Antisemitism became the dominant element conceiving of Germanness as threatened by gradual disintegration through the Jewish race. Hitler called for the defense of "Blood and Soil" (Blut und Boden), the annihilation of the Jews and the strengthening of the Nordic race which was to rule over its "inferiors" as the "Master race". National Socialism emphasized the element of das Volk (the people as nation race), demanded unconditional surrender of the individual to the "community" (you are nothing, your people is everything), and preached a charismatic "faith in the leader" ("Führer, give the command, we shall follow"). It adopted impulse proceeding from the pre-First World War youth movement (romanticism of communal experience), glorified the comradeship of combat in war, and took on Communist and Fascist characteristics. The "movement" became a vortex for the discontented, who were disillusioned by parliamentary democracy and supported the demands of the NSDAP for autarchy in economic life, and expansionist foreign policy (Volk ohne Raum = a people without living space), liberation from the "bondage of the Versailles dictate", and the combating of Bolshevik tendencies.

Alfred Rosenberg's Myth of the Twentieth Century (1935)

Finally, the racial doctrine upon which this ideology rested in large part can be seen through the eyes of the party's "ideologist" - Alfred Rosenberg: Alfred Rosenberg discussed the relationship between the state and the "Volk" in his Myth of the Twentieth Century (1935):

The state is nowadays no longer an independent idol, before which everything must bow down; the state is not even an end but is only a means for the preservation of the "Volk".... Forms of the state change, and the laws of the state pass away; the folk remains. From this alone follows that the nation is the first and last, that to which everything else has to be subordinated.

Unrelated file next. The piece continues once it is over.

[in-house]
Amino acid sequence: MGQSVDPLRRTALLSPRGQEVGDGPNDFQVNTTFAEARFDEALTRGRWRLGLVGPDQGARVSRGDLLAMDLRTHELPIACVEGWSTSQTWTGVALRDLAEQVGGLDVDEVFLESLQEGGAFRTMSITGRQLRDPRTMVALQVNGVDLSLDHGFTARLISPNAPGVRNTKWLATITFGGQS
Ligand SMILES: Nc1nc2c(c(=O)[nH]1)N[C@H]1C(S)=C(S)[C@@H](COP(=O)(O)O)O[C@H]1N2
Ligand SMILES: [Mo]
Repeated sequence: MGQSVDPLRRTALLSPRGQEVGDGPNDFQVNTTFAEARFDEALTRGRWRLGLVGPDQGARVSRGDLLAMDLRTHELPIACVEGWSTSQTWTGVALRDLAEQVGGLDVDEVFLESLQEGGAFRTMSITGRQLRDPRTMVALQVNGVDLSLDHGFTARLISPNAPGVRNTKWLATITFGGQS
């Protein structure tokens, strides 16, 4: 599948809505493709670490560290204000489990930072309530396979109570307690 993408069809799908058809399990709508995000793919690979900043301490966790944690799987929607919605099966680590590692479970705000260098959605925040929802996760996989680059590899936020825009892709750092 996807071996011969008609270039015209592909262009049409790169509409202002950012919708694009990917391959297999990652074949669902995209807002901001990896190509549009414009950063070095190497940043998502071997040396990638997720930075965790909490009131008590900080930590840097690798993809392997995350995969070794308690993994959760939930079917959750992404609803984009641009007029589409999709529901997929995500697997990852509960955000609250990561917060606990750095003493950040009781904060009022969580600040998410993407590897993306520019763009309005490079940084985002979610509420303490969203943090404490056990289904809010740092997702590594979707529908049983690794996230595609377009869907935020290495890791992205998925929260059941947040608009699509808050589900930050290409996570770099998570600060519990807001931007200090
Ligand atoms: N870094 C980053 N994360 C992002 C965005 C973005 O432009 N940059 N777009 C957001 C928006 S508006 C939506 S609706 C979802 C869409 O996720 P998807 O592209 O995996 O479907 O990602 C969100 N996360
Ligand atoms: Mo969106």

The new thought puts folk and race higher than the state and its forms. It declares protection of the folk more important than protection of a religious denomination, a class, the monarchy, or the republic; it sees in treason against the folk a greater crime than high treason against the state.

No "Volk" of Europe is racially unified, including Germany. In accordance with the newest researches, we recognize five races, which exhibit noticeably different types. Now it is beyond question true that the Nordic race primarily has borne the genuine cultural fruits of Europe. The great heroes, artists, founders of states have come from this race.... Nordic blood created German life above all others. Even those sections, in which only a small part today is pure Nordic, have their basic stock from the Nordic race. Nordic is German and has functioned so as to shape the culture and human types of the westisch, dinarisch, and ostisch-Baltisch races. Also a type which is predominantly dinarisch has often been innerly formed in a Nordic mode. This emphasis on the Nordic race does not mean a sowing of "race-hatred" in Germany, but on the contrary, the conscious acknowledgment of a kind of racial cement within our nationality.

. . . On the day when Nordic blood should completely dry up, Germany would fall to ruin, would decline into a characterless chaos. That many forces are consciously working toward this, has been discussed in detail.

For this they rely primarily on the Alpine lower stratum, which, without any value of its own, has remained essentially superstitious and slavish despite all Germanization. Now that the external bond of the old idea of the Reich has fallen away, this blood is active, together with other bastard phenomena, in order to put itself in the service of a magic faith or in the service of the democratic chaos, which finds its herald in the parasitic but energetic Judaism.